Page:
► Interviewing the Polestar CEO
► We meet Thomas Ingenlath
► The CAR magazine Inquisition
It’s no exaggeration to say Thomas Ingenlath has transformed Volvo design. Now he’s trying to revolutionise electric cars. Last year, he was appointed CEO of Polestar, Volvo’s new performance electric division.
The likeable 53-year-old German is one of the car industry’s most admired designers. The one-time RCA student had a top career at the VW Group – star cars included the Skoda Yeti – before joining Volvo, soon after the Geely takeover from Ford, in 2012. Liberated from Ford, and with generous funding from Geely, Volvo launched a new range of bespoke Volvo platforms and engines – unheard of under Ford’s stewardship. These platforms – SPA and CMA – were heavily influenced by Ingenlath and his team to ensure good proportions and stance. Ingenlath admits that one of the main lessons from his time at the VW Group was that platform sharing has the potential to seriously compromise car design.
Ingenlath was obsessive about getting the new platforms right – especially to ensure the proper front axle to A-pillar length. He was so insistent that Volvo’s recently outgoing engineering director, Peter Mertens, once said to me – only half joking – that ‘it sometimes feels like I work for Thomas’.
Ingenlath has taken all that’s good about Volvo – solid, safe, functional – and sprinkled a heavy dose of Scandinavian styling magic dust. Partly due to the new look, sales are booming. If the German makers aren’t looking anxiously over their shoulders at Volvo, they should be.
Volvo’s ambition extends to a new lower-market offshoot – Lynk & Co – and now to a new performance electric car brand.
The first Polestar, called rather straightforwardly Polestar 1 (above), is a plug-in hybrid luxury coupe that bears more than a passing resemblance to the comely Volvo Concept Coupe of 2013. It uses a version of the SPA platform and a modified T8 plug-in hybrid powertrain to boost performance and electric-only range. It will cost €150,000 (£130,000) and will be built at a rate of 500 cars a year in Polestar’s new factory in China.
See our full story on the Polestar 1 here
Not that many people will pay €150,000. Online sales will nearly all involve a monthly subscription model, like renting an iPhone from O2: ‘Monthly payments – with no deposit, insurance and servicing all included,’ says Ingenlath. This buying model will eventually include subscriptions on used Polestars.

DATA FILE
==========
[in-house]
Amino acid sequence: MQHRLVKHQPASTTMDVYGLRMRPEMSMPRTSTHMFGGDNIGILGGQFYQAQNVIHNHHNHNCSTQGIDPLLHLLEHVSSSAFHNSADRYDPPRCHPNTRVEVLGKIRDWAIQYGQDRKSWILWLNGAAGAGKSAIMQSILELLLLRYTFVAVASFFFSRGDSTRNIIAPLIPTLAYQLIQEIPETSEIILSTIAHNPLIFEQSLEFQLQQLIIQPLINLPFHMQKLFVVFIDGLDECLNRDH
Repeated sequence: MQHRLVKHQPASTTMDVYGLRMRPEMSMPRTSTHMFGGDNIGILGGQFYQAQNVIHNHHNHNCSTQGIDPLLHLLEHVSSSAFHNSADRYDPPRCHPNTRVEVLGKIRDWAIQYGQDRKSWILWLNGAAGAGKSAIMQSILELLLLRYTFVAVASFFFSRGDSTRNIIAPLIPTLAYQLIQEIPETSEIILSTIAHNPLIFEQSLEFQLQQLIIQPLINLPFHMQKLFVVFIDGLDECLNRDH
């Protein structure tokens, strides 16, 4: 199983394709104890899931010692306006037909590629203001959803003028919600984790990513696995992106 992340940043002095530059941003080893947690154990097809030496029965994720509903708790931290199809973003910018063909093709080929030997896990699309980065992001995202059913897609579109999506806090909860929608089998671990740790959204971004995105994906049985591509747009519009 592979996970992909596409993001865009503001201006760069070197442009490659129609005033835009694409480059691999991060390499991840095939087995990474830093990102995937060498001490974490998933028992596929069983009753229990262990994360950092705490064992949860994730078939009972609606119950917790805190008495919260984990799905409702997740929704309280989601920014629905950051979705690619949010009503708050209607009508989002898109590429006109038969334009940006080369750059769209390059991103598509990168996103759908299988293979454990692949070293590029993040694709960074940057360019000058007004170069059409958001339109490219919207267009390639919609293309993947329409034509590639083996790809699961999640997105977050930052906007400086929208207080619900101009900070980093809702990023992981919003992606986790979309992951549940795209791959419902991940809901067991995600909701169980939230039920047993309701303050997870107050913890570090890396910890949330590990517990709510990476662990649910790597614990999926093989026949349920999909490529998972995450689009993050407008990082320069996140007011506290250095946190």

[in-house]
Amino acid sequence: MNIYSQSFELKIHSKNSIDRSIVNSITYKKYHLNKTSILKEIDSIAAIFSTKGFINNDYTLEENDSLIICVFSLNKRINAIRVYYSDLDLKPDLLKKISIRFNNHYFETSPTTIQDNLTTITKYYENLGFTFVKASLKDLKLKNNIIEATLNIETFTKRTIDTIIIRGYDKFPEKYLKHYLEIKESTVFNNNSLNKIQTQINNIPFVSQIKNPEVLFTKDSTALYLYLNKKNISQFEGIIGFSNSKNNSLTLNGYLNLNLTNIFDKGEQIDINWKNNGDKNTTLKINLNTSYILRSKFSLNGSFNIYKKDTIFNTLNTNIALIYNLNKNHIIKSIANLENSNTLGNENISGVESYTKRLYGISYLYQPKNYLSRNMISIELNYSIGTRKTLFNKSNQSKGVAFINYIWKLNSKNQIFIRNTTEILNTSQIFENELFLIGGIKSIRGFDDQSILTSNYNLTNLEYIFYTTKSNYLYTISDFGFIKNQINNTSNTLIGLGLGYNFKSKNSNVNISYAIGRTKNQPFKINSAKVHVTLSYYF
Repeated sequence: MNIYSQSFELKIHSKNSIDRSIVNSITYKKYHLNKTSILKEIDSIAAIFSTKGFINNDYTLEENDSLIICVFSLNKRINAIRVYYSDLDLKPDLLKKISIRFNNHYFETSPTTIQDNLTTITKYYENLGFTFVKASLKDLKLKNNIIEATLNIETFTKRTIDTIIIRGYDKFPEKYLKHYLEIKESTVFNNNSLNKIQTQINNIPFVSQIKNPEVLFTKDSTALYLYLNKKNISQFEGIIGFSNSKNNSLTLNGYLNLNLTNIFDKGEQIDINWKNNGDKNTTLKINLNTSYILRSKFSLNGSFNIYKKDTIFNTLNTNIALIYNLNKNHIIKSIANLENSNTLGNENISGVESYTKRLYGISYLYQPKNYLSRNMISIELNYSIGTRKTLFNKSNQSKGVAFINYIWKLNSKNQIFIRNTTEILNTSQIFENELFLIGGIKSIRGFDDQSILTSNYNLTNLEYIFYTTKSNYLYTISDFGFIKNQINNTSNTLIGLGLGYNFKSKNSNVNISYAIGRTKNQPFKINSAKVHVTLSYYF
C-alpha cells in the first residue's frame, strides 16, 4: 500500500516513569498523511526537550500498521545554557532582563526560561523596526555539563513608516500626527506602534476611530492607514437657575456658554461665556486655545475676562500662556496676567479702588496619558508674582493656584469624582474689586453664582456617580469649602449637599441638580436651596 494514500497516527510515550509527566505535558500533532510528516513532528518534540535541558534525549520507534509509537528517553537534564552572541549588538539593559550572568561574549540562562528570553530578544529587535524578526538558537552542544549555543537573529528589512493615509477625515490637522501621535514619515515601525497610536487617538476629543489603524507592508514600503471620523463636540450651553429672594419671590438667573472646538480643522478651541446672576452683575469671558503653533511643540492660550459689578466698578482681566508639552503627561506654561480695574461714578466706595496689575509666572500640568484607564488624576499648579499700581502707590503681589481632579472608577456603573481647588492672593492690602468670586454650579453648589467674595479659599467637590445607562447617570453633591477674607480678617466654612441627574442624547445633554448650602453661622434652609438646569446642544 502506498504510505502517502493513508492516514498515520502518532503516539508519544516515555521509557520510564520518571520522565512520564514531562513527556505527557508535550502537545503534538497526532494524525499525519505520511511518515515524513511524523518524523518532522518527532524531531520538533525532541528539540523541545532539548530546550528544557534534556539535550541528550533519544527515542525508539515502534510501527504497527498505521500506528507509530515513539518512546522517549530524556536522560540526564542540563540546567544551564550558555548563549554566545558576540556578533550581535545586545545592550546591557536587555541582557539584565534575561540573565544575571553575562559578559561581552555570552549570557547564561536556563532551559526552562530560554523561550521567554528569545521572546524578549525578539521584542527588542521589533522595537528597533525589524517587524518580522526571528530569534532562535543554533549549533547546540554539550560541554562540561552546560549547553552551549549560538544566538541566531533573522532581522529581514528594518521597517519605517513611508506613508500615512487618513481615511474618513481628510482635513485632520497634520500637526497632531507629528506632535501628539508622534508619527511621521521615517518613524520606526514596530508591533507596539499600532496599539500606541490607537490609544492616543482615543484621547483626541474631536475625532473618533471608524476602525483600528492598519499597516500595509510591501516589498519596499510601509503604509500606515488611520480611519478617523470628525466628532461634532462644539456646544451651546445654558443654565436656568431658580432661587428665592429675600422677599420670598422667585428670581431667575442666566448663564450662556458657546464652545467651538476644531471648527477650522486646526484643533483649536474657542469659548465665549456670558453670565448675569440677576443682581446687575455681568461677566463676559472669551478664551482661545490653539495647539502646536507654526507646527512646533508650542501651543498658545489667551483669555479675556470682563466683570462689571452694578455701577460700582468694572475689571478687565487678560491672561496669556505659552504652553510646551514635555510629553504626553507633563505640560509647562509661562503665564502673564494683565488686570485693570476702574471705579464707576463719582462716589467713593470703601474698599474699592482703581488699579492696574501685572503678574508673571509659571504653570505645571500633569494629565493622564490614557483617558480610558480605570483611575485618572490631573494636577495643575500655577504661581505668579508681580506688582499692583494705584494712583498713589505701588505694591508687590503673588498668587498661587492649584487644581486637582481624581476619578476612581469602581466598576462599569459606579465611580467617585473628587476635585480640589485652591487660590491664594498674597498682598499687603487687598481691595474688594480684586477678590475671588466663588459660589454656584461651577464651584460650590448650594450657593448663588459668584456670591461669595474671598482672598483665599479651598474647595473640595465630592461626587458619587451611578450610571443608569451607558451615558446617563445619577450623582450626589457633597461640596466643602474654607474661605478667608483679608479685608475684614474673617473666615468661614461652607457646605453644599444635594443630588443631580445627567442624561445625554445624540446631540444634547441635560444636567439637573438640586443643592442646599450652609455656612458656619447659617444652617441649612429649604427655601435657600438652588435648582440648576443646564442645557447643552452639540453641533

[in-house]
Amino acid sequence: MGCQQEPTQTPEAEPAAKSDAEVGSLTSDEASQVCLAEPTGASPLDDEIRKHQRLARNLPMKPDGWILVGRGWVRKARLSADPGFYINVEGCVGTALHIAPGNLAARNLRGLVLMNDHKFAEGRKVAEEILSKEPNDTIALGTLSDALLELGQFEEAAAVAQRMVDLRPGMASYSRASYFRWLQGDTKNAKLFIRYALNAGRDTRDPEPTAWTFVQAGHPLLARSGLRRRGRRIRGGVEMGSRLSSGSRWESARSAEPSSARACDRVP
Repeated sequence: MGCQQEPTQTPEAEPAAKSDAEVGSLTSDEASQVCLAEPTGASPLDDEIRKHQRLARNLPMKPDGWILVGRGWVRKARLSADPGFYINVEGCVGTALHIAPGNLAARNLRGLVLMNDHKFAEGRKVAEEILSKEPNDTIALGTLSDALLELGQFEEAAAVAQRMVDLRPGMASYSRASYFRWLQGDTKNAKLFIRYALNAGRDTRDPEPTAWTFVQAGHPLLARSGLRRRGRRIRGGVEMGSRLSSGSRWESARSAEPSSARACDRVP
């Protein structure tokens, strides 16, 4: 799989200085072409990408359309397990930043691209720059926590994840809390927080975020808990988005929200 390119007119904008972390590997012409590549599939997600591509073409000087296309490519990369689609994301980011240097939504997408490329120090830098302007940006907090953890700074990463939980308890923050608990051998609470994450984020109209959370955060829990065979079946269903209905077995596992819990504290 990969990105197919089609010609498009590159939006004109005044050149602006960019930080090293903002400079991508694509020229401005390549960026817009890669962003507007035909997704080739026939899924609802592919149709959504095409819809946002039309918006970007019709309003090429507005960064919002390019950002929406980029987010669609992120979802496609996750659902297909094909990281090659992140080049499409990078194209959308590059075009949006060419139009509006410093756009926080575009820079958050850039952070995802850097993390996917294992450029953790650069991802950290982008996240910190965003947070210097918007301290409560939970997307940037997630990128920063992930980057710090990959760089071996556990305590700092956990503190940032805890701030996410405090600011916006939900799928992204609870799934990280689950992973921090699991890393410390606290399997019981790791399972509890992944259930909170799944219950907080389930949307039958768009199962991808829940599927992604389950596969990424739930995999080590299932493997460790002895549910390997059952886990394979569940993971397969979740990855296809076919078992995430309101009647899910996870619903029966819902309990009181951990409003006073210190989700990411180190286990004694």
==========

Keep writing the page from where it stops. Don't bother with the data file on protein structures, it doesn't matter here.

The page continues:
The 1 will be Polestar’s one and only plug-in hybrid. The Polestar 2, on sale in 2020, will be a Tesla Model 3 rival, considerably cheaper and built in much higher volumes than the 1. Like all Polestars it will be Swedish engineered and Chinese manufactured, on a dedicated site next to Volvo’s existing factory in Chengdu. The Polestar 3 will be a sports SUV – priced between 1 and 2 – and Ingenlath hints it will be way sportier and more shapely than most of today’s bulky SUVs.
Future Polestars will be designed and engineered by Volvo. Polestar is a new brand from Volvo, not a totally stand-alone car maker. The Polestar ‘spaces’ – facilities where Polestars can be tested but not purchased – will be separate from any Volvo dealer.
Polestars will not simply be ‘electrified Volvos’. ‘Volvo is clearly defined by its comfort, safety and practicality,’ says Ingenlath. ‘Polestar has a licence to do what Volvo doesn’t: to design around the driver, not the passengers. Polestar is more about the individual. Also, the design expression is different. We are not bound by any convention. We can try new things.’
He wants to offer more ‘complete performance electric cars’ than any current offering. ‘Electric cars now are defined by their acceleration. That’s useless in day-to-day driving, and sometimes they’re so fast they can be frightening. We will make cars that are really enjoyable to drive in handling, steering and in overall everyday performance.’
It’s highly unusual for a car designer to become a hands-on CEO. Ingenlath was heavily involved in the early conception of Polestar. He says he really wanted to see the job through.
‘I wanted to be able to shape a new electric car company in more than just design. That was a tremendous challenge and a huge incentive. Besides, designers now work beyond the look of a car. We’re involved in brand, engineering, production, marketing, and more. I think designers are now more qualified to be CEOs than ever.’
CAR’s Curveballs: 6 questions only we would ask
Tell us about your first car
‘The first-gen VW Polo, based on the Audi 50 – an Italian design. It was a rotten car that had to be repaired every week.’
What achievement makes you most proud?
‘Being part of, and having done my bit for, Volvo over the past six years.’
What’s the best thing you’ve ever done in a car?
‘When I was at VW I drove a Lotus Elise. That car, after all the VW Group cars I’d driven, was amazing – so different, so alert. Some years later, I drove the first Tesla; the same car with an electric motor. That was also amazing.’
Tell us when you screwed up
‘In my career, during product development, I sometimes accepted decisions about proportions and technology that I knew wouldn’t look ideal [referring to his time at VW]. If the basic architecture is flawed, you can’t do anything about it as a designer.’
Supercar or classic?
‘A classic car. I’d love a Bertone Alfa GT, a Citroën DS, a little BMW 1802. And a 911. I owned an old 911 for a long time and loved it.’
What’s your favourite old Volvo,?
‘The P1800. It’s a Volvo hero. It shows that classic Volvo design is more than a brick. The Amazon was also very shapely and artistic.’
See all the Volvo reviews by CAR magazine